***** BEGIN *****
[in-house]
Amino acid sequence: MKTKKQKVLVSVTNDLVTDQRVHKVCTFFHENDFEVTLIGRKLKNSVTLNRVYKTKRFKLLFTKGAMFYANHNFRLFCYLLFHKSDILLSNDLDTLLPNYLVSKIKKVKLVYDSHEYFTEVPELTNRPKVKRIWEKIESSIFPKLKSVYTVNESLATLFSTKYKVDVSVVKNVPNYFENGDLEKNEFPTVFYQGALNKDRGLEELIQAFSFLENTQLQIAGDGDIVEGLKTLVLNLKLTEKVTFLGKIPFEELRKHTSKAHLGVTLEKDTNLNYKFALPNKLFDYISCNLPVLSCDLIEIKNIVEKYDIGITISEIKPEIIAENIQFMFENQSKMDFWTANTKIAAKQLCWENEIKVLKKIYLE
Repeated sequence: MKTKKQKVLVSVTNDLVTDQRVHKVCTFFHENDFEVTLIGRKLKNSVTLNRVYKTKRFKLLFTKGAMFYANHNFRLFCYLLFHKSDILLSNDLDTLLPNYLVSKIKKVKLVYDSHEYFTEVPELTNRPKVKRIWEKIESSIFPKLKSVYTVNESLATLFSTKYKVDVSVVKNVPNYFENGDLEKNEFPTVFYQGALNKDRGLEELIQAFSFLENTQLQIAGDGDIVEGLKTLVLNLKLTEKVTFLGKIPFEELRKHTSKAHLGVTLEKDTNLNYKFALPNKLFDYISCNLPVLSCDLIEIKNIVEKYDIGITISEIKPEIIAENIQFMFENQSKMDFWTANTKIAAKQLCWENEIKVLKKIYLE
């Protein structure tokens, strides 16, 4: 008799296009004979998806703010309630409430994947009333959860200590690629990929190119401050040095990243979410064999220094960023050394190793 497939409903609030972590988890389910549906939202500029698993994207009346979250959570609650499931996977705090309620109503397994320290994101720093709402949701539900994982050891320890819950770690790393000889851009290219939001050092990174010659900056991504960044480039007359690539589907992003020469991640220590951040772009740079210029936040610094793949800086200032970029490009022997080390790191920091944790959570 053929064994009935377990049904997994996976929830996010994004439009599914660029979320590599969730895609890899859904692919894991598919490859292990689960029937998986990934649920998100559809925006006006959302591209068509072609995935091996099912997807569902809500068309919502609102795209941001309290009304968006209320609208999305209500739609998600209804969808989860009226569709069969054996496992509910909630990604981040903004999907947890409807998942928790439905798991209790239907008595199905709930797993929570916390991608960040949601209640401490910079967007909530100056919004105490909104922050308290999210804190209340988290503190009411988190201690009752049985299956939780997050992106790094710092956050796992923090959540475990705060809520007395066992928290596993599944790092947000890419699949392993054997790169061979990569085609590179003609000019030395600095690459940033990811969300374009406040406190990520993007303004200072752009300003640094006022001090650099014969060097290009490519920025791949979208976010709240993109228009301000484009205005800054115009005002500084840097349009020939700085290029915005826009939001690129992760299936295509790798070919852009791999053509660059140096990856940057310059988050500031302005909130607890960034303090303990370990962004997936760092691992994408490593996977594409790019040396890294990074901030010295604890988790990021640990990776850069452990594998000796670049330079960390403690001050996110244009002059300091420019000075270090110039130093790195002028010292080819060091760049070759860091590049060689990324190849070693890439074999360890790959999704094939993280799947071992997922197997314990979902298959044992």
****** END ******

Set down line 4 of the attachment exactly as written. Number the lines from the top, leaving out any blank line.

């Protein structure tokens, strides 16, 4: 008799296009004979998806703010309630409430994947009333959860200590690629990929190119401050040095990243979410064999220094960023050394190793 497939409903609030972590988890389910549906939202500029698993994207009346979250959570609650499931996977705090309620109503397994320290994101720093709402949701539900994982050891320890819950770690790393000889851009290219939001050092990174010659900056991504960044480039007359690539589907992003020469991640220590951040772009740079210029936040610094793949800086200032970029490009022997080390790191920091944790959570 053929064994009935377990049904997994996976929830996010994004439009599914660029979320590599969730895609890899859904692919894991598919490859292990689960029937998986990934649920998100559809925006006006959302591209068509072609995935091996099912997807569902809500068309919502609102795209941001309290009304968006209320609208999305209500739609998600209804969808989860009226569709069969054996496992509910909630990604981040903004999907947890409807998942928790439905798991209790239907008595199905709930797993929570916390991608960040949601209640401490910079967007909530100056919004105490909104922050308290999210804190209340988290503190009411988190201690009752049985299956939780997050992106790094710092956050796992923090959540475990705060809520007395066992928290596993599944790092947000890419699949392993054997790169061979990569085609590179003609000019030395600095690459940033990811969300374009406040406190990520993007303004200072752009300003640094006022001090650099014969060097290009490519920025791949979208976010709240993109228009301000484009205005800054115009005002500084840097349009020939700085290029915005826009939001690129992760299936295509790798070919852009791999053509660059140096990856940057310059988050500031302005909130607890960034303090303990370990962004997936760092691992994408490593996977594409790019040396890294990074901030010295604890988790990021640990990776850069452990594998000796670049330079960390403690001050996110244009002059300091420019000075270090110039130093790195002028010292080819060091760049070759860091590049060689990324190849070693890439074999360890790959999704094939993280799947071992997922197997314990979902298959044992």